A formal piece of regalia, displaying the heraldic devices of the Order of the Pelican, within the SCA Kingdom of Lochac.
I completed the research, design and construction for this cloak, but the embroidery was (and continues as) a group project, with many contributors.
As part of the ceremony for the Order of the Pelican in the Kingdom of Lochac, the new member is recognised by being ‘robed as befits a new peer’. For many years, the Order had used a peerage cloak made by Mistress Selivia de l’Estoile in red wool, with small badges of the Order and the Kingdoms of Lochac and the West. The death of Master Everard de Brieuse, an early member of the Order and the first Lochac Pelican to pass on, set me to thinking that it would be good to have a permanent record of the Order in Lochac, in a form that could be used ceremonially.
In April 2008 I put forward a proposition for a new cloak to the Lochac Regalia Council, who were pleased to approve the project. Materials were funded by the Rowany Festival Fighter Auction Fund. The actual cloak construction began in 2009 and included heraldic devices of members elevated up to that time. It has been maintained ever since, with the devices of each new Pelican added to the cloak as they are elevated.
Research and Design
Within the medieval and renaissance period, military and religious orders were marked by a variety of symbols, including chains, badges and cloaks. A cloak for the investiture of a new peer is a historically supportable garment.
There are several examples of extant embroidered cloaks, including ecclesiastical copes. These typically feature a straight front edge, with no shaping at the neck, and all over embroidery, such as the Syon Cope or the Mantle of the Order of the Golden Fleece:
However, it seemed more appropriate to base the cloak on contemporary mantle designs with a scooped neck and a narrow border design, such as the Coronation Mantle and the mantle of the Order of the Dragon:
Many copes and mantles which show a series of motifs in a structured framework, such as The Syon Cope and Mantle of the Order of the Golden Fleece. The motifs are oriented so as to appear upright when the cloak is worn.
The Pelican cloak is laid out in a simple diamond grid, allowing the motifs to be oriented in several directions. The motifs themselves are the heraldic devices of the member of the Lochac Order of the Pelican, in the sequence in which they were elevated.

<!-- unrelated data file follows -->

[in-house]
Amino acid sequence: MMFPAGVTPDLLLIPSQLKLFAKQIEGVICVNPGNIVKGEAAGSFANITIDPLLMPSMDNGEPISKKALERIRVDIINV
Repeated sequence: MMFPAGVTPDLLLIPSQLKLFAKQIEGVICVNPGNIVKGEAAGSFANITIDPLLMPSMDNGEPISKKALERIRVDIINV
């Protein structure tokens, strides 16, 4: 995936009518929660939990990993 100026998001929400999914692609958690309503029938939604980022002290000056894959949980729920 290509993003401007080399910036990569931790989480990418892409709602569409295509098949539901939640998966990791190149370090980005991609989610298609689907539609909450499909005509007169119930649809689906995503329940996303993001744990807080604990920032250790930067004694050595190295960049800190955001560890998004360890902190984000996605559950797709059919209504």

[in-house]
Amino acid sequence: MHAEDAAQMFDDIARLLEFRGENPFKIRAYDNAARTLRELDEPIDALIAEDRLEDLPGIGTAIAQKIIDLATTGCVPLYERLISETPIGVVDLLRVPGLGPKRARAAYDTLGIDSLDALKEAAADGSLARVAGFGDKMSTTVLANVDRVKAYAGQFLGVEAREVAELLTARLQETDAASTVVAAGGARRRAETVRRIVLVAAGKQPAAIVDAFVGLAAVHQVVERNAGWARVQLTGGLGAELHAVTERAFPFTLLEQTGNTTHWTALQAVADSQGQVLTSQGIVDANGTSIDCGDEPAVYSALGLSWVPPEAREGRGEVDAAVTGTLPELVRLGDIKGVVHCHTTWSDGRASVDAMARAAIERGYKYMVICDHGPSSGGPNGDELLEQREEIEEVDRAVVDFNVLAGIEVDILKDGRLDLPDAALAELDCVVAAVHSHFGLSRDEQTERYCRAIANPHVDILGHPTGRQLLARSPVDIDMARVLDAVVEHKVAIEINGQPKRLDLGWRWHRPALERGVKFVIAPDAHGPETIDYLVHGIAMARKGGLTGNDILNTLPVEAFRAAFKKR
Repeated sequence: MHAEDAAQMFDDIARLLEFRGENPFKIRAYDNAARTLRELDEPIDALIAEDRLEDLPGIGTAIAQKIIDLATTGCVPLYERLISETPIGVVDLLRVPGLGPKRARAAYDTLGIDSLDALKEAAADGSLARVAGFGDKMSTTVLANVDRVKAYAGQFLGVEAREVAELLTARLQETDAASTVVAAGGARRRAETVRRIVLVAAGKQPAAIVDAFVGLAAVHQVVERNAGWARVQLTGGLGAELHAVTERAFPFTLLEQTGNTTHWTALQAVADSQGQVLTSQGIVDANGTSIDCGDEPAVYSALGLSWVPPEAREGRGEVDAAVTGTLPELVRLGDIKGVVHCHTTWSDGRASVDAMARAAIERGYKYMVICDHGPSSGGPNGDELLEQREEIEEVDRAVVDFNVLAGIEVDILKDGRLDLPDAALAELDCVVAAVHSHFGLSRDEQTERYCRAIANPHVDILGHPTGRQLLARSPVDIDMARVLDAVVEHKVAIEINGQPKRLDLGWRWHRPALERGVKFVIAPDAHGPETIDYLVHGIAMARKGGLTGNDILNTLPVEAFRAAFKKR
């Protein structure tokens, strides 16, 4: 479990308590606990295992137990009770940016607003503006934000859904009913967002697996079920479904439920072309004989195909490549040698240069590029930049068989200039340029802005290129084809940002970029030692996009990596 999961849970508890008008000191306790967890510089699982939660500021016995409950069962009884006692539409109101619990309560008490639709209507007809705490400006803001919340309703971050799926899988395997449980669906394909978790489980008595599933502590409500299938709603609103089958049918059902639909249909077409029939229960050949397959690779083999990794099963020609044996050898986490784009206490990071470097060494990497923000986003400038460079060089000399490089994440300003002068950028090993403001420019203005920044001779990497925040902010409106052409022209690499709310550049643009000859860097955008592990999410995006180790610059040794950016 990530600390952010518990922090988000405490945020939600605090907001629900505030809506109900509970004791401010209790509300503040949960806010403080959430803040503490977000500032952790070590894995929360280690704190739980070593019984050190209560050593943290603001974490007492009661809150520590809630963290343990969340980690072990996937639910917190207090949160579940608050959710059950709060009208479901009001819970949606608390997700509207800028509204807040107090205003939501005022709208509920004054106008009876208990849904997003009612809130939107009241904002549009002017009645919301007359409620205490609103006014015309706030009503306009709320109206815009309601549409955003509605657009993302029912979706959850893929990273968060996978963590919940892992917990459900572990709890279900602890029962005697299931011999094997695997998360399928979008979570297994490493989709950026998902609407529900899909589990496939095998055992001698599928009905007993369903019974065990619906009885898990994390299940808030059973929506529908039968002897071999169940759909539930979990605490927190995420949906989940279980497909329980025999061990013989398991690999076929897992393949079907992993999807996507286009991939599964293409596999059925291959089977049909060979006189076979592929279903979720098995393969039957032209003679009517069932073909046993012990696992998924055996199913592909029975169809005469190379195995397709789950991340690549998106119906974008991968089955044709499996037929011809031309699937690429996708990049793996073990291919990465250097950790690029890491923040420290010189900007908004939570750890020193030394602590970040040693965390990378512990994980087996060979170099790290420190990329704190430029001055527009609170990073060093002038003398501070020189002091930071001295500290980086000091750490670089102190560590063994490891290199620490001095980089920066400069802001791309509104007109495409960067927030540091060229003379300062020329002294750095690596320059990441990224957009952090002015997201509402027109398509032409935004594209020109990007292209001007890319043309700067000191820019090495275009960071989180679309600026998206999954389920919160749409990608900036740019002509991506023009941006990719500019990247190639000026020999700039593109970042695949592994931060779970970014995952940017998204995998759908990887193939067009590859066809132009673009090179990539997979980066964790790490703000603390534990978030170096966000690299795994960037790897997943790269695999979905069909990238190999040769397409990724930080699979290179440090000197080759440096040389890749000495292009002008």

The examples all show a heavily worked border along the front edge, and many show a border around the entire base of the cloak, often with a diamond motif. This cloak has a diamond patterned border with Pelican and Lochac motifs.
The extant examples are richly embroidered in many techniques, including Opus Anglicanum, Or Nué and underside couching in gold and silk threads. In order to make this possible as a group project, I chose a simpler counted embroidery technique, with each element stitched separately and applied to the cloak. Although not a period practice for such mantles, this gives a rich effect and is practical to implement.
The Cloak was constructed of red wool twill, with machine-applied gold rayon braid to mark the compartments and borders, and a silk lining. Sadly, I did not take any pictures during construction.
I charted the devices for all the member of the Order, worked a sample, then created kits for each device, with a coloured stitch chart, mounted linen canvas and detailed instructions (BYO silk). I posted these out to the many volunteers, who embroidered the pieces in Madeira silk on 20 count linen canvas, using half cross stitch. Each device takes approximately 4-8 hours to complete, depending on complexity.
As the devices were returned, I cut them out, leaving a 4 thread border, and basted this to the back. Then I sewed them onto the cloak in the correct sequence, starting with my own device as the founding member of the Order in this Kingdom.
I embroidered a fine line of gold silk in stem stitch, which connects the devices in sequence and traces the history of the Order in a spiral around the cloak, as it is worn.
Photo: Brooke Perkins
Photo: Gigi La Bella Donna
Since the original production in 2009, I have actively maintained the cloak, charting devices for new members, sending out kits and sewing on the devices.
In 2016 I made a better clasp for the cloak, adapting a Pelican horse brass for the purpose.
As at 2022, the cloak holds over 200 devices, weighs over 3kg and has involved over 1,500 hours of embroidery. At the current rate of expansion of the Order, there is room to add devices for the next decade.
As at 2023, we have filled the main cloak (empty spaces are waiting for people to complete their device), and will now start to add devices to the border.
More information about the project, including pictures of individual devices, can be seen at the website of the Worshipful Company of Broderers of Lochac.